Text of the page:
Ainadamar

From Wikipedia, the free encyclopedia
Jump to: navigation, search

Ainadamar (which means "Fountain of Tears" in Arabic) is the first opera by Argentinian composer Osvaldo Golijov. The Spanish-language libretto is by American playwright David Henry Hwang. It premiered in Tanglewood on 10 August 2003 and, after major revisions, the new version given its premiere at The Santa Fe Opera on 30 July 2005.

The opera tells the story of playwright Federico García Lorca and his lover and muse, Catalan actress Margarita Xirgu. A unique aspect of this opera is that the part of male Lorca is played by a woman. Subtitled "an Opera in Three Images," Ainadamar is told in reverse in a series of flashbacks, and involves Lorca's opposition to the Falange, accusations of homosexuality, and his subsequent murder.

The opera[edit]

Ainadamar has features of both an opera and a passion play, as it examines the powerful symbolic role Lorca has embodied after his death, especially among other artists. Lorca becomes a martyr in the name of freedom of artistic expression. The connections with the Baroque passion musical concept also occur structurally, as the work evolves as a series of arias, recurring choruses and dance genres. The symbolic aspect was emphasized visually by Peter Sellars in his staging for Santa Fe Opera.

Ainadamar also connects with previous operatic traditions, as in the casting of Lorca as a trouser role, in a manner parallel to other impetuous youths of opera, such as Cherubino (The Marriage of Figaro) or Octavian (Der Rosenkavalier). These characteristics have allowed Ainadamar to begin a successful performance run as a non-staged or semi-staged concert work.

Crucially, it appears that performances by a younger generation of singers may prompt an assimilation into the canon — and with it, an integration of the Ibero-American musical languages it espouses into Classical music.

Performance history[edit]

It met its Chicago premiere at the Ravinia Festival on 14 June 2006, and was staged by Opera Boston in November 2007. Adelaide Festival under the artistic direction of Brett Sheehy presented a production directed by Graeme Murphy in March 2008 and Cincinnati Opera presented the opera on 9 and 11 July 2009. [1]

Presentations in major conservatories have included the Indiana University Jacobs School of Music under Carmen Helena Téllez (2007) and the Curtis Institute of Music under Corrado Rovaris (2008). A concert version was scheduled for Carnegie Hall with the Orchestra of St. Luke's in December 2008, with Upshaw and O'Connor.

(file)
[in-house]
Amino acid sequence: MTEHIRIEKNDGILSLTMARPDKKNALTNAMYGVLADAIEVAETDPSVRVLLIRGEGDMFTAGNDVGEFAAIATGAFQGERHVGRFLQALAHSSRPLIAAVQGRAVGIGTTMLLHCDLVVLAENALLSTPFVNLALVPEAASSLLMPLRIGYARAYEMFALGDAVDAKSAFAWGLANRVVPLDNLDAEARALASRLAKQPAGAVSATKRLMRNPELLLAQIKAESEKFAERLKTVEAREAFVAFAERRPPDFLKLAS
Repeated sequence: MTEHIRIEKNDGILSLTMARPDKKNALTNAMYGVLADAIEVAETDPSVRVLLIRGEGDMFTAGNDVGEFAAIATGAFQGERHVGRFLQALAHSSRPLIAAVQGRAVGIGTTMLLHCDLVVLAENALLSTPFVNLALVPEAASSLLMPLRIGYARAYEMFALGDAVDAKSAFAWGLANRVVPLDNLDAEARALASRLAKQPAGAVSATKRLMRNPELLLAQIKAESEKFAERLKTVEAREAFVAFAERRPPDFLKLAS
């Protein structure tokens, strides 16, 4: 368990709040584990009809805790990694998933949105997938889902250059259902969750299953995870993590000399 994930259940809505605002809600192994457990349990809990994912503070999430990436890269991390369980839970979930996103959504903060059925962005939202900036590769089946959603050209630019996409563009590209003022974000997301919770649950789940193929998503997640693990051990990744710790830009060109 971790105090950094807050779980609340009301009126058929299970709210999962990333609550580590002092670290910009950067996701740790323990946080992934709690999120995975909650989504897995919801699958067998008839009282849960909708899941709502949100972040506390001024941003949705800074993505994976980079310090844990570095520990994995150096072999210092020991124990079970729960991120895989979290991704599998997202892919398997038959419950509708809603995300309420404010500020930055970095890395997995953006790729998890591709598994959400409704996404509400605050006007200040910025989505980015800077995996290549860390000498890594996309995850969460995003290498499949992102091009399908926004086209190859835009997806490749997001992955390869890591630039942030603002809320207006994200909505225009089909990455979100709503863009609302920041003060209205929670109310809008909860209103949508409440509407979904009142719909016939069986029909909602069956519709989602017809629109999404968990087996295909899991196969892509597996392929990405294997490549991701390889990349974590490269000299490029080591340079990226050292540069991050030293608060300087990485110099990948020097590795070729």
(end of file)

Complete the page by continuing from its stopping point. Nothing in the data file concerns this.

A recent performance of the opera took place in Granada, cornerstone of Lorca's life and death during the 60th edition of International Music and Dance Festival of Granada. This consisted in a brand new production by the festivals of Granada, Santander and Oviedo under Luis de Tavira and conductor Corrado Rovaris. The performances took place on June 25 and 27, 2011 at the Alhambra Nasrid palace. The Teatro Real in Madrid staged the Peter Sellars production in 2012, starring Nuria Espert and Jessica Rivera in the role of Xirgu and Kelley O'Connor in the role of Lorca.[2] A production by Quantum Theatre in Pittsburgh, PA, with musical direction by Andres Cladera and stage direction by Karla Boos, opened in October 2012.[3]

Roles[edit]

The performers listed are those on the 2006 Deutsche Grammophon recording.

Margarita Xirgu, an actress soprano Dawn Upshaw
Federico García Lorca mezzo-soprano Kelley O'Connor
Nuria, a favorite student of Margarita soprano Jessica Rivera
Ruiz Alonso, a Falangist officer Flamenco vocalist Jesús Montoya
José Tripaldi, a Falangist guard baritone Eduardo Chama
Maestro, a teacher tenor Sean Mayer
Torero, a bullfighter tenor Robb Asklof

Recordings[edit]

The first recording was released by Deutsche Grammophon on 9 May 2006. It immediately reached the top of the classical music Billboard charts. It was recorded by the artists for whom it was written, including Dawn Upshaw as Xirgu, Kelley O'Connor as Lorca, Jessica Rivera as Nuria, and conducted by Robert Spano with the Atlanta Symphony Orchestra and women of the Atlanta Symphony Orchestra Chorus.

Both the recording and the opera met immediate critical acclaim. The recording won two Grammy Awards: Best Opera Recording of 2006, and Best Classical Contemporary Composition. Like much of Golijov's work, the opera heavily incorporates Arab and Jewish idioms, as well as Spanish flamenco sounds — in fact, there is a flamenco guitar section incorporated into the orchestra.[4]

References[edit]

Notes

  1. ^ Jeff Lunden, "Composer Golijov Tries Opera with Ainadamar on npr.org, 26 May 2006
  2. ^ "Teatro Real:Ainadamar". Retrieved 9 July 2012. 
  3. ^ "2012-13 Season", on quantumtheatre.com
  4. ^ "Osvaldo Golijov: Ainadamar - Fountain of Tears, details of the recording on deutschegrammophon.com

Sources